Who are some of the people who have ridden your boards?
I personally know a lot of the people who are on my boards—nobody famous really, just Tourmaline locals and their friends. I have a fair number of boards going to Japan through Surfindian in PB lately and that is very gratifying. I also have boards at Corduroy in Portland, Maine and Greg Surf Company in Osaka.

Who or what inspires you?
His Holiness the Dalai Lama.

The old crew at Tourmaline—Black Mac, Hadji, Billy Goldsmith, Ron St. John, Bud Caldwell, Captain Dan, Larry Gordon. All of these guys, some of them now gone, have been an inspiration. The joy of hanging out with friends and getting some water time in, when most people their age are happy just to get up in the morning, is a true inspiration to me.

Beautiful design also inspires me. When I see something that is so well designed that it is pared down to it’s functional essence, that’s inspiring.

What is the greatest thing you have learned in your life?
Humility and compassion. Both very difficult, both the path to true happiness.

What are you most proud of?
My thirty-one year relationship with my beautiful wife, Karen.

What meaning does surfing hold for you and how has it changed your life?
It’s hard to explain, but surfing is like exercise, church, therapist and the playground all rolled into one. I can’t think of any other activity that allows adults to play, just play, not compete. I feel that surfing puts you in the moment and that, just like meditation, this is a life-altering and healthy thing. We, as a society, get so hung up on material things and politics and what other people are thinking and doing that we forget to just live and experience what we are doing at any given moment.

Such a gift surfing is. It still amazes me that I sometimes see angry, bitter people in the line-up. Surfers have a daily experience that some people save up for an entire year just to experience for a couple days. That fact has helped me to adjust my outlook. I try to see whatever I am doing as an experience that I may never get to have again and appreciate it for its uniqueness in time. Whether it’s tattooing an individual, riding a wave, playing music with my friends, each of these things will never happen again and each makes up my life for better or worse.

What brings you the most happiness in the world?
The perfect day: waking up and heading to the beach with my wife, having a nice session, going to work for awhile before spending the evening with Karen, cooking and hanging out.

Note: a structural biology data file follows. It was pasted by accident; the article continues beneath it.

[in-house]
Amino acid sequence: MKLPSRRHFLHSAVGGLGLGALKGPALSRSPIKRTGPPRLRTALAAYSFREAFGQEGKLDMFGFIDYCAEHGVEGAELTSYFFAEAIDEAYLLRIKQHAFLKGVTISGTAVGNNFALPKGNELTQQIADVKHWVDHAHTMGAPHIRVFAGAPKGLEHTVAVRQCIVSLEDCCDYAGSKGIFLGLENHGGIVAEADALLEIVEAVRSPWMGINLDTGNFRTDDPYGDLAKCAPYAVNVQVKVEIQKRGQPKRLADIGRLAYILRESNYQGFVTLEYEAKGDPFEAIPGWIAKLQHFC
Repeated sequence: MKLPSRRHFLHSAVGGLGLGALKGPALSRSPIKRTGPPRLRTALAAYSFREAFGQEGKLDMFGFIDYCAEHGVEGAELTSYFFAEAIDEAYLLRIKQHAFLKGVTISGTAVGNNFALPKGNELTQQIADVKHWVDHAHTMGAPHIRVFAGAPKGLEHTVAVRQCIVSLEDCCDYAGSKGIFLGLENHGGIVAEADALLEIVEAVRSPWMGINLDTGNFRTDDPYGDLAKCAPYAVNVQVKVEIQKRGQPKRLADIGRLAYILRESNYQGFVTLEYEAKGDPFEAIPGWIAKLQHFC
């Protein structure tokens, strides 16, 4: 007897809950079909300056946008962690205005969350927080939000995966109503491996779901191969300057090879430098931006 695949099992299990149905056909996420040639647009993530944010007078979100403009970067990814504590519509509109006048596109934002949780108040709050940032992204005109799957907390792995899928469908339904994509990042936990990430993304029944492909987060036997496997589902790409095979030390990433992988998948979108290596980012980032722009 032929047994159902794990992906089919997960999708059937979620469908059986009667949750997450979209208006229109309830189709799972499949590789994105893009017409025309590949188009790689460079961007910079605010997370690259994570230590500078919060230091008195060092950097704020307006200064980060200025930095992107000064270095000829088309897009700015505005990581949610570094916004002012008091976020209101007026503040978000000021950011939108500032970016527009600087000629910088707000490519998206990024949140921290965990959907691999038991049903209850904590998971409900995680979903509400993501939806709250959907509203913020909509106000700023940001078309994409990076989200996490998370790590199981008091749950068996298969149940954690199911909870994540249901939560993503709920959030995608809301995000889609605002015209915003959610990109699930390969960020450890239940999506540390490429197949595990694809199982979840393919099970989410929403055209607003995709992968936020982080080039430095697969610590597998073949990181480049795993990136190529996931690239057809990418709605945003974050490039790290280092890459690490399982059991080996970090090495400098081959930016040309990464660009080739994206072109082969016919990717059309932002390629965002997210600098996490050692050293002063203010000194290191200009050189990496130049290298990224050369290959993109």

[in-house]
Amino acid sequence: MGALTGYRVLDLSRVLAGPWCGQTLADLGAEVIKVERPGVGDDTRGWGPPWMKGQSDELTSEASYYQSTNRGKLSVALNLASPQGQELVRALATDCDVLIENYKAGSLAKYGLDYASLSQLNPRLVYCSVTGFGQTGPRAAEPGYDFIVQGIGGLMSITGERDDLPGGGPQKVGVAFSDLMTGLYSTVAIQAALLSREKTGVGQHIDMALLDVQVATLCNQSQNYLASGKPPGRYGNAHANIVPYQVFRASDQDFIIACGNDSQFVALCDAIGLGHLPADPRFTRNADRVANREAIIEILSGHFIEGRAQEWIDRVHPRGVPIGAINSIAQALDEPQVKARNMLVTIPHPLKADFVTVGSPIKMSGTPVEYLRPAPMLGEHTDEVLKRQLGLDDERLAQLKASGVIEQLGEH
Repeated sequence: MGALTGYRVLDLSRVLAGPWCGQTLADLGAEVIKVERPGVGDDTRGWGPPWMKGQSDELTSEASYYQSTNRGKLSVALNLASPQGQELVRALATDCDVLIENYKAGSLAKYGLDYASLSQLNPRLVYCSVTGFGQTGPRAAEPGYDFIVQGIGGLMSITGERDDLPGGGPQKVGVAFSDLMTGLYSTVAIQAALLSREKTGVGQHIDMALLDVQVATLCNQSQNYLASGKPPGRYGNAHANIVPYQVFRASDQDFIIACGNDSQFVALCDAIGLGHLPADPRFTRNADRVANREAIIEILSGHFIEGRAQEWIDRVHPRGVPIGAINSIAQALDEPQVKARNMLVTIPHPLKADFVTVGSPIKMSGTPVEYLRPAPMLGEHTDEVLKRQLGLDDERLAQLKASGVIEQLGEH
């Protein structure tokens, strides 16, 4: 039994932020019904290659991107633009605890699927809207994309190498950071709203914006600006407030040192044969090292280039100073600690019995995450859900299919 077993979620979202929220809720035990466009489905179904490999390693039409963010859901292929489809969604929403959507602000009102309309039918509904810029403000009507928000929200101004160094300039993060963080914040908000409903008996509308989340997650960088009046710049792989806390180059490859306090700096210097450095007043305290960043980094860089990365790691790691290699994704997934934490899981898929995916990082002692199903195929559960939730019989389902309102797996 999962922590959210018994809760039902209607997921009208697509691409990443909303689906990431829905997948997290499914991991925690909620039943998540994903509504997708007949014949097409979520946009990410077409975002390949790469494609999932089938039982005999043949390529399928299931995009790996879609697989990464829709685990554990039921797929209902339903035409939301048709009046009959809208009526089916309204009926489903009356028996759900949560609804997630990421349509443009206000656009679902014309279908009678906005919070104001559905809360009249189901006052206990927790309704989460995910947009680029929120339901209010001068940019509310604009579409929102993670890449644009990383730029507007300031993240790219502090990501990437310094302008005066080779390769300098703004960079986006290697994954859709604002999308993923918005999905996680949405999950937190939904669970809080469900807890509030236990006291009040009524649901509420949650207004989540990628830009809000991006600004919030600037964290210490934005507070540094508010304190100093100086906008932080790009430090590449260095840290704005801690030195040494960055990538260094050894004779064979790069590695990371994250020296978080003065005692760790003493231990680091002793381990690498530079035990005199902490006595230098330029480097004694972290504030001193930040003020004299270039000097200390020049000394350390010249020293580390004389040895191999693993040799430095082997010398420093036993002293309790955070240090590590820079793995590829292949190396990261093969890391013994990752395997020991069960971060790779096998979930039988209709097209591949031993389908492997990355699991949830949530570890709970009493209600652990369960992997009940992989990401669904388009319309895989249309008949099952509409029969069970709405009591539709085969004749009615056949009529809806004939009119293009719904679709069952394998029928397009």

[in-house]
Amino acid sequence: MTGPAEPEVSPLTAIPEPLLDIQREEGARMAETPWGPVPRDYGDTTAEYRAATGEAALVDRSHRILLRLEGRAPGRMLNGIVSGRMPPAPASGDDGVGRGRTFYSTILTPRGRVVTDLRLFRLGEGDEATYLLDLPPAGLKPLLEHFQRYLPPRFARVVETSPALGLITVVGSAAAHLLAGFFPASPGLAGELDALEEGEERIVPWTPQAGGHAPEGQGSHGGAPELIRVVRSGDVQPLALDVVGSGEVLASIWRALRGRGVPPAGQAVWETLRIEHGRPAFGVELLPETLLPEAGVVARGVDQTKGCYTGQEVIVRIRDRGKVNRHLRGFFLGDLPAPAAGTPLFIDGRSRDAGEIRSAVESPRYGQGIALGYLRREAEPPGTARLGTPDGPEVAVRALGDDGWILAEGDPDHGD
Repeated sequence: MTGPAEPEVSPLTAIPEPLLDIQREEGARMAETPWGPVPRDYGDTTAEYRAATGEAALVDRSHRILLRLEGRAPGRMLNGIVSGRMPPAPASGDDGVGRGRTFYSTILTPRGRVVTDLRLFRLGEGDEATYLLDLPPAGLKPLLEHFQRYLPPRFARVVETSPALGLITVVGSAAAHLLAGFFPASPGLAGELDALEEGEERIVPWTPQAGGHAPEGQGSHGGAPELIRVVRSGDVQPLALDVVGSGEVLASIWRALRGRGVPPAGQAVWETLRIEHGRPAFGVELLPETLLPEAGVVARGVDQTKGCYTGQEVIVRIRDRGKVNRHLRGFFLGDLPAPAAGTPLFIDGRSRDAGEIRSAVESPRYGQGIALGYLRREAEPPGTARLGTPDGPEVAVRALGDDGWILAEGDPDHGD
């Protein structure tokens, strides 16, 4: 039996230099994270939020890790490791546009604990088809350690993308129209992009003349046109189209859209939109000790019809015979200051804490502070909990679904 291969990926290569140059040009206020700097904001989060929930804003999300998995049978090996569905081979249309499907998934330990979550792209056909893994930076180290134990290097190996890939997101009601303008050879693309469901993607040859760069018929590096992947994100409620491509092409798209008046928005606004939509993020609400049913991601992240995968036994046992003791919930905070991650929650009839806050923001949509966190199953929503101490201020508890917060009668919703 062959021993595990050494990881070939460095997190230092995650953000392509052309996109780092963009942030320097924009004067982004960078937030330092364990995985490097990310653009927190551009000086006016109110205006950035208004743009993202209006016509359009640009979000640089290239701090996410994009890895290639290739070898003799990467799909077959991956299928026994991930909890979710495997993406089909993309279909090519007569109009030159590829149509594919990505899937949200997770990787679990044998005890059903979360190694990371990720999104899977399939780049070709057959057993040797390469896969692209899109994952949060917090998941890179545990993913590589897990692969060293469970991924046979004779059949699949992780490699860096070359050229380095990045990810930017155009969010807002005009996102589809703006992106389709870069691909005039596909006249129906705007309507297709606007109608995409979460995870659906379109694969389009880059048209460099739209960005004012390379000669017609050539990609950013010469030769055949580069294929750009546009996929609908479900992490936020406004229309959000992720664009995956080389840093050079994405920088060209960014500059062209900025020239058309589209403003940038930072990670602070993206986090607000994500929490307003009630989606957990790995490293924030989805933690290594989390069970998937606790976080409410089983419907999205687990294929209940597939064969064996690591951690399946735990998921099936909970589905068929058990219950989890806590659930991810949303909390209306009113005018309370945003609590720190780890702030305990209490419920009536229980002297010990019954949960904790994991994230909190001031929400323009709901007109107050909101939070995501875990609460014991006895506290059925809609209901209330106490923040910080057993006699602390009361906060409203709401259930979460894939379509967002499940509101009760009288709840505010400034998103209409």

Describe a perfect meal.
I’ve been in and around the restaurant business since I was 17. All the good things in my life came from that—my wife, my career, travel, my outlook. I’ve had my share of great meals, but a few stand out. Oysters with an Abita Amber at Felix’s Oyster House in the French Quarter. The roast duck with corn pudding at Nola, Emiril’s casual place, again in the French Quarter. The Chicken Martinelli at Dee Felice Café in Covington, Kentucky. Any number of dinners Karen and I concocted at home.

What are you currently listening to on your iPod?
Miles Davis, Mozart, Baroque chamber music, the Old 97’s, Tom Waits, Led Zeppelin, John Prine, The Specials, Dave Brubeck. There’s only two kinds of music—good music and bad music.

Who are some of the people you feel are shaping the path for surfing today?
I don’t know about the future of surfing, but I really like the shapes of Brian Hilbers, Marc Andreini and Manny Caro. I practically worship Skip Frye. Matt Calvani, at Bing, definitely has his shit together as far as keeping a large surfboard label going and still staying forward thinking.

What are you currently riding? Your favorite surf spot?
I only own about five boards at a time and keep about three boards in my bus. I go to them depending on conditions, but my favorites right now are my 6’7″ HPH speedster and my 7’3″ Malibu hull. I’m kinda missing my Hillbilly hull though.

I love Tourmaline for the consistent, user-friendly waves and people. I consider it my home break. Although I don’t get there as often as I’d like, The Cliffs has to be one of the greatest surf areas in the world and, despite the crowds, you gotta love the wave at Swamis.

What’s next for Steve Mast?
I’m concentrating on steering away from custom shapes and only shaping whatever inspires me on any given day. My best shapes happen when I have no set goal, as in exact dimensions or am reproducing an older shape. I kind of like the idea of surfboards in a fine art mode where each shape is a new creation, perhaps in a consistent style, that stands on its own. I feel the new gallery type surf shops like Surfindian and Corduroy, not to mention Mollusk and Icons, are leading this trend.

I’m also working on spending more time in San Diego again with my wife. I love Kentucky and Cincinnati, but I really miss the beach in the mornings.

To learn more about Steven Mast, please visit his website here. Photography courtesy of Steven Mast. Special thanks to Adam Cap.